Dancing By Fire Light: The Battle Has Begun In Earnest

Beneath the surface of the world you occupy is a secret cabal pulling the strings to create a new future. I’m not talking about the Illuminati, though these individuals can be called illuminated. I’m talking about bibliophiles. Nearly two thousand years ago, the forerunner of paper was invented but just over five centuries ago, the printing press was born, and knowledge has never been the same since.

The printing press marks the birth of the information age. It was the moment when ideas first developed legs of their own and could move faster than their carriers. It was imperfect, subversive, and feared by every authority. It represented a situation that was impossible to control without directly clothing the common people in ignorance. Therein lay its greatest weakness. Too few were literate or wealthy enough to utilize this powerful new weapon against the dark.

The world over, the reaction to this subversive new element was surprising similar, perhaps exposing a primal psychic complex in all human beings. Figures of authority began to turn their backs on knowledge. Despite what you might have heard about the dark ages, it was in fact a period of immense artistic and even scientific productivity. The magisterium was the primary source of funding for scientific exploration. But it was at the dawn of the printing press that the church brought its anti-science, anti-knowledge stance to its apex.

The same game played itself out in governments and armies. A dumb populace was a docile populace. It’s no coincidence that revolutionaries have always been cut from the intellectual classes. Whether their revolutions were for good or ill is irrelevant. The founding of the United States was by intellectuals with the backing of brutes to pull the trigger. The French revolution was sparked by the written word. Even the original and now very dead founders of the Illuminati were a circle of “enlightened” scholars. During the apex of the Muslim empires, when the greatest sciences and order came from them, the Islamic world was also said to have had almost complete literacy. It was even said that in Moorish Spain, littered with libraries, one could walk into one to find tens of thousands of books, if not hundreds of thousands, but over in Paris which was then the enlightened intellectual capital of Europe, only one library existed. That library was in the Kings primary palace and possessed only 900 books.

The written word accelerated the spread of knowledge in previously unseen ways. With other revolutions like the maritime revolution and later things like telegraph, the written word would begin to change our very evolution. However, it all started happening too fast and once again, the old forces and the old methods were reborn. For the first time in a century, we started celebrating ignorance. The mark of a wealthy society was one where its citizens didn’t need to be literate in order to be wealthy. Centuries earlier we’d begun limiting the access women had to knowledge, afraid of their growing capabilities. However, side by side with the human tendency to keep those it fears ignorant, there is an uncontrollable urge to learn more. Few children left with access would not jump at the opportunity to learn to read. Increasingly, the divide between societies (on top of religion and politics) became access to information. The internet was supposed to change that.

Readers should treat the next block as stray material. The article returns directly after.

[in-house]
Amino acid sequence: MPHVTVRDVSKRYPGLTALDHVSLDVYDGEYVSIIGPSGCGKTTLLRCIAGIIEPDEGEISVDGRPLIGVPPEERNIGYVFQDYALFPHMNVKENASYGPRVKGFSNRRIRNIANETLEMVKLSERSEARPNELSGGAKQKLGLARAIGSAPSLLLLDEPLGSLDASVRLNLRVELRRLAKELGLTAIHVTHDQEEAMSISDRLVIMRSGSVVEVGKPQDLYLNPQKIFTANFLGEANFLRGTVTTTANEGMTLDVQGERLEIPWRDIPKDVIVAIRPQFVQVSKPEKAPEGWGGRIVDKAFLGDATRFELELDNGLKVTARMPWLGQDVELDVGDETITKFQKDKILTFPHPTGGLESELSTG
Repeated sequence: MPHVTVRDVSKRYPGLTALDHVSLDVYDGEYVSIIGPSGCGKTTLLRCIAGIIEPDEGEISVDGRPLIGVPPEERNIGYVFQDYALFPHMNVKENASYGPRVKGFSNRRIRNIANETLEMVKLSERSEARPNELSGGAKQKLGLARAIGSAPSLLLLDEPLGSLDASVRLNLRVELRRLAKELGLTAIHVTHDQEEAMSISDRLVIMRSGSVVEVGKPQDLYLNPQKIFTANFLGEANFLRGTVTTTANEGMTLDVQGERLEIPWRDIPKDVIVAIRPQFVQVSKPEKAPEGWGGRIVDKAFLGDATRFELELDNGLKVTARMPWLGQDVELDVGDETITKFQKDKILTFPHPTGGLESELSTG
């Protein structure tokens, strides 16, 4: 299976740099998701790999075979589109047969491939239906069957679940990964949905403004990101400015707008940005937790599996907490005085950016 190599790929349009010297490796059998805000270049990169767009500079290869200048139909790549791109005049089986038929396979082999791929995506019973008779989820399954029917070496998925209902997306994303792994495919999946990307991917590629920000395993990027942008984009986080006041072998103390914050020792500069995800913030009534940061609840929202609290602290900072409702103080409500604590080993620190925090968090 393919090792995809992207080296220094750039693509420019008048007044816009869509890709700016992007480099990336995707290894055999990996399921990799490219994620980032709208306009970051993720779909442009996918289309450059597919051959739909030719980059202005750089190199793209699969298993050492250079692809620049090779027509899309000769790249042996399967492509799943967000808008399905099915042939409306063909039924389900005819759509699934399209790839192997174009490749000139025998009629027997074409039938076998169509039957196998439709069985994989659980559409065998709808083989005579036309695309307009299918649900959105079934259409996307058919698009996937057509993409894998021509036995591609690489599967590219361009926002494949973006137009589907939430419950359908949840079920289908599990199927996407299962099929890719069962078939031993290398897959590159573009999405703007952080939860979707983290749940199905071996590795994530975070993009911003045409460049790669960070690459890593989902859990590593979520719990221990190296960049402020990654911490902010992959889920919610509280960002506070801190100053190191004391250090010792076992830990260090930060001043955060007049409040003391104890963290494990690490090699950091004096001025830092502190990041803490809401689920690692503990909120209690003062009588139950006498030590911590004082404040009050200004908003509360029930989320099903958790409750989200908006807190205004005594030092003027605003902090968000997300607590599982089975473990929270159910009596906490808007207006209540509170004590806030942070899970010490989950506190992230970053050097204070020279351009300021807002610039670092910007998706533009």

In recent years a battle has been fought in secret between two opposing sides of the same coin: the battle between paper books and Ebooks. Let me be clear, this fight is stupid and pointless. What does it matter what the medium is as long as everyone is reading? That said, there is a more fundamental problem. I argued in an article a while back that the rhetoric uses nostalgia to derail the argument, but the argument is really about access. My argument was that the industrialized world has unprecedented access to knowledge but has somehow convinced itself that it is “cool” not to read. Once its greatest figures could have memorized entire books, now citizens of the industrial world only half pay attention to the spark notes in time for an exam. (Fun fact, Warren Buffett, the billionaire, got through school by memorizing entire textbooks before the first day of classes. He coasted the rest of the way). They celebrate this in-between bragging about how drunk they got a few nights earlier and how little sleep they’ve gotten.